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Henry Gray (1825–1861).  Anatomy of the Human Body.  1918.
 
  The Optic Tract (Fig. 774), passes backward and outward from the optic chiasma over the tuber cinereum and anterior perforated space to the cerebral peduncle and winds obliquely across its under surface. Its fibers terminate in the lateral geniculate body, the pulvinar and the superior colliculus. It is adherent to the tuber cinereum and the cerebral peduncle as it passes over them. In the region of the lateral geniculate body it splits into two bands. The medial and smaller one is a part of the commissure of Gudden and ends in the medial geniculate body.
  From its mode of development, and from its structure, the optic nerve must be regarded as a prolongation of the brain substance, rather than as an ordinary cerebrospinal nerve. As it passes from the brain it receives sheaths from the three cerebral membranes, a perineural sheath from the pia mater, an intermediate sheath from the arachnoid, and an outer sheath from the dura mater, which is also connected with the periosteum as it passes through the optic foramen. These sheaths are separated from each other by cavities which communicate with the subdural and subarachnoid cavities respectively. The innermost or perineural sheath sends a process around the arteria centralis retinæ into the interior of the nerve, and enters intimately into its structure.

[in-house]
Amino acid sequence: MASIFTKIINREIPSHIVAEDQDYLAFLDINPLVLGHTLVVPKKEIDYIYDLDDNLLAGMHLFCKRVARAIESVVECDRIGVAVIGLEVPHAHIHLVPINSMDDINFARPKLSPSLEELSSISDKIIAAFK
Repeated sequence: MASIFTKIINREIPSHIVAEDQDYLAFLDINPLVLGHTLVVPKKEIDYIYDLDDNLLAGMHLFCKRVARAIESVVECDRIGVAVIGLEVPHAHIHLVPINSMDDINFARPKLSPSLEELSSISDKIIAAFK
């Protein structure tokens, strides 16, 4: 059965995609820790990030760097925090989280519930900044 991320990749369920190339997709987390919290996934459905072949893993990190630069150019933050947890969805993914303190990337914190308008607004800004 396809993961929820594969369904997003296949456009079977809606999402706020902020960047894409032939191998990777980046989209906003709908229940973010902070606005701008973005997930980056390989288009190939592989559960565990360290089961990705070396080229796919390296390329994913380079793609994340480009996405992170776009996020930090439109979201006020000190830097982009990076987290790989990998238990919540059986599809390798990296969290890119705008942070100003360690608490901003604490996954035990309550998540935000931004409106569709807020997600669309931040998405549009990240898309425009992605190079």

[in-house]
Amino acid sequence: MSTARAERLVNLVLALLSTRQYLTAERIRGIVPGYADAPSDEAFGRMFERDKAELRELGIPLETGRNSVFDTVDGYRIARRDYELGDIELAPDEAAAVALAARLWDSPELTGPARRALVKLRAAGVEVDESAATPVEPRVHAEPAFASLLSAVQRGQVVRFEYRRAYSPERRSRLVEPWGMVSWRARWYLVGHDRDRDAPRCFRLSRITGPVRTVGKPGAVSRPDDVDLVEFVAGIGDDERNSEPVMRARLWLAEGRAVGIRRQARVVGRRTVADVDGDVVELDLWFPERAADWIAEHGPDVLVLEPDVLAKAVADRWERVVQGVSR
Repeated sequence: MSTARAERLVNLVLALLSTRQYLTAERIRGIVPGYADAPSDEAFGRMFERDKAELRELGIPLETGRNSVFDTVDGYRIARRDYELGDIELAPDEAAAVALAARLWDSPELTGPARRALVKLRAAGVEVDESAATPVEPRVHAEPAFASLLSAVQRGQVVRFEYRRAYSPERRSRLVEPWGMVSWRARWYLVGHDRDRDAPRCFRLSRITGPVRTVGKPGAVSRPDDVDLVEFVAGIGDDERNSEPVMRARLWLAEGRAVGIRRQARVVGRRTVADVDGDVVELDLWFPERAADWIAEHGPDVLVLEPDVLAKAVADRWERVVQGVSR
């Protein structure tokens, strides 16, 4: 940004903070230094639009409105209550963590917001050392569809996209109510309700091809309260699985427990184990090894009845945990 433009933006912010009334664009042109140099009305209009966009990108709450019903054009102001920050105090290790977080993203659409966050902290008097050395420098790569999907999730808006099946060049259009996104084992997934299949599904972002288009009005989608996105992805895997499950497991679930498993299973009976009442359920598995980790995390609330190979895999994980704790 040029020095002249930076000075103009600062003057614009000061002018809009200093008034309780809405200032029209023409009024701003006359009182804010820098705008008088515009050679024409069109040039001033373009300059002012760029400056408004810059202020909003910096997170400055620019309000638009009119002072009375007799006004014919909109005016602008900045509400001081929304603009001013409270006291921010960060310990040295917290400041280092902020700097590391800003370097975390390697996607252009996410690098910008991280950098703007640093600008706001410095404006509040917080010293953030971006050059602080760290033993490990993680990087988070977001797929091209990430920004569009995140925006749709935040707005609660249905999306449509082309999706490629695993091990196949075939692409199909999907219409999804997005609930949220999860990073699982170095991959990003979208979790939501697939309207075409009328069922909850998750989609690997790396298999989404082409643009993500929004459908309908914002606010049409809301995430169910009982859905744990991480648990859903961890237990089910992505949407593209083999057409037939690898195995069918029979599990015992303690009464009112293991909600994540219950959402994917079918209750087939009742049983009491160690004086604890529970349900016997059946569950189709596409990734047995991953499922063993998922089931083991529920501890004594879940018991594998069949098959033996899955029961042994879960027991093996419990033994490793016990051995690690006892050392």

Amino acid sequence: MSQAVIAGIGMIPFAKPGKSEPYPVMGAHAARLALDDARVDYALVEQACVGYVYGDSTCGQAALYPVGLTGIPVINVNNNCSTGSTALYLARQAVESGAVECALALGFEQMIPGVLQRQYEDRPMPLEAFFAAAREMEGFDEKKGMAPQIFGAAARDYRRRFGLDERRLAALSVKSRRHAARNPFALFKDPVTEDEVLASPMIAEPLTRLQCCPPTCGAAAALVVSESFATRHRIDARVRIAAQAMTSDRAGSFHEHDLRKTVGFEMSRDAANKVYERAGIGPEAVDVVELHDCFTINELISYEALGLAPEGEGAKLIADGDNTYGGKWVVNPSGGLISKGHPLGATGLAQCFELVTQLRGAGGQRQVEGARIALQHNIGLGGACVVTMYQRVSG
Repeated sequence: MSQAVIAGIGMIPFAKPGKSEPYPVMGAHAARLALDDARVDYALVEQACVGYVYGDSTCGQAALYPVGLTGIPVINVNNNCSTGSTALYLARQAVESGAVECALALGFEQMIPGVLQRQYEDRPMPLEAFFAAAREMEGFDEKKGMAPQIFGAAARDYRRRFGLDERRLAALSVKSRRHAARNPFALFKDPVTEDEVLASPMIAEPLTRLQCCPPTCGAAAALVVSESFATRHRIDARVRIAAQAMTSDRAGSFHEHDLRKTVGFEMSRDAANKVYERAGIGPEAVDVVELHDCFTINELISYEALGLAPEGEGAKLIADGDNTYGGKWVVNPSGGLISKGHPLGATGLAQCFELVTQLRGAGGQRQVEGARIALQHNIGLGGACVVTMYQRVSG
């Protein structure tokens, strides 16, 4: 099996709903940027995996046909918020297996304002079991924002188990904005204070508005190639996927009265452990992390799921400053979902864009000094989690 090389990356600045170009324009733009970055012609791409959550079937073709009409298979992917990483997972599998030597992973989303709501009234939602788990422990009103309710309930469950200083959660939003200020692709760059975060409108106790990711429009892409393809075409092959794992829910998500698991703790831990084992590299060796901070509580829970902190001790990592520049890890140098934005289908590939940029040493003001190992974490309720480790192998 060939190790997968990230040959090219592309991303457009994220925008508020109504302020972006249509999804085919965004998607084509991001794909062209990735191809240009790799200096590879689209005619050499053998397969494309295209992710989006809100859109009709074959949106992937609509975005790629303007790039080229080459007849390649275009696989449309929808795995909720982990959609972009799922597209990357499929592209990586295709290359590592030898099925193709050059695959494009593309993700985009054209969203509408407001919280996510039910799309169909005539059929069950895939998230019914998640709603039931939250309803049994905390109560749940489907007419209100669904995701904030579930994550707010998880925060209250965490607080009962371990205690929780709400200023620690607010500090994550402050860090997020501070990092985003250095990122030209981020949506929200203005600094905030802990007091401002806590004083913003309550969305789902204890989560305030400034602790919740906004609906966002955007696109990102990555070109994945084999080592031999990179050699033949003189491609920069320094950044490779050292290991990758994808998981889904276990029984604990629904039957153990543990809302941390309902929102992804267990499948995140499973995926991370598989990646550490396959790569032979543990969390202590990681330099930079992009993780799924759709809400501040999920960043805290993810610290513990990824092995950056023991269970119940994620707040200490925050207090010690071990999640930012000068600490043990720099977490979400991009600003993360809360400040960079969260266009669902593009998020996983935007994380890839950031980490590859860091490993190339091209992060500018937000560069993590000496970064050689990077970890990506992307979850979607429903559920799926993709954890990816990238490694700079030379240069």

5c. The Oculomotor Nerve
 
  
(N. Oculomotorius; Third Nerve)


The oculomotor nerve (Figs. 775, 776, 777) supplies somatic motor fibers to all the ocular muscles, except the Obliquus superior and Rectus lateralis; it also supplies through its connections with the ciliary ganglion, sympathetic motor fibers to the Sphincter pupillæ and the Ciliaris muscles.


FIG. 775– Plan of oculomotor nerve. (See enlarged image)

  The fibers of the oculomotor nerve arise from a nucleus which lies in the gray substance of the floor of the cerebral aqueduct and extends in front of the aqueduct for a short distance into the floor of the third ventricle. From this nucleus the fibers pass forward through the tegmentum, the red nucleus, and the medial part of the substantia nigra, forming a series of curves with a lateral convexity, and emerge from the oculomotor sulcus on the medial side of the cerebral peduncle.
  The nucleus of the oculomotor nerve does not consist of a continuous column of cells, but is broken up into a number of smaller nuclei, which are arranged in two groups, anterior and posterior. Those of the posterior group are six in number, five of which are symmetrical on the two sides of the middle line, while the sixth is centrally placed and is common to the nerves of both sides. The anterior group consists of two nuclei, an antero-medial and an antero-lateral (Fig. 762).
  The nucleus of the oculomotor nerve, considered from a physiological standpoint, can be subdivided into several smaller groups of cells, each group controlling a particular muscle.
  On emerging from the brain, the nerve is invested with a sheath of pia mater, and enclosed in a prolongation from the arachnoid. It passes between the superior cerebellar and posterior cerebral arteries, and then pierces the dura mater in front

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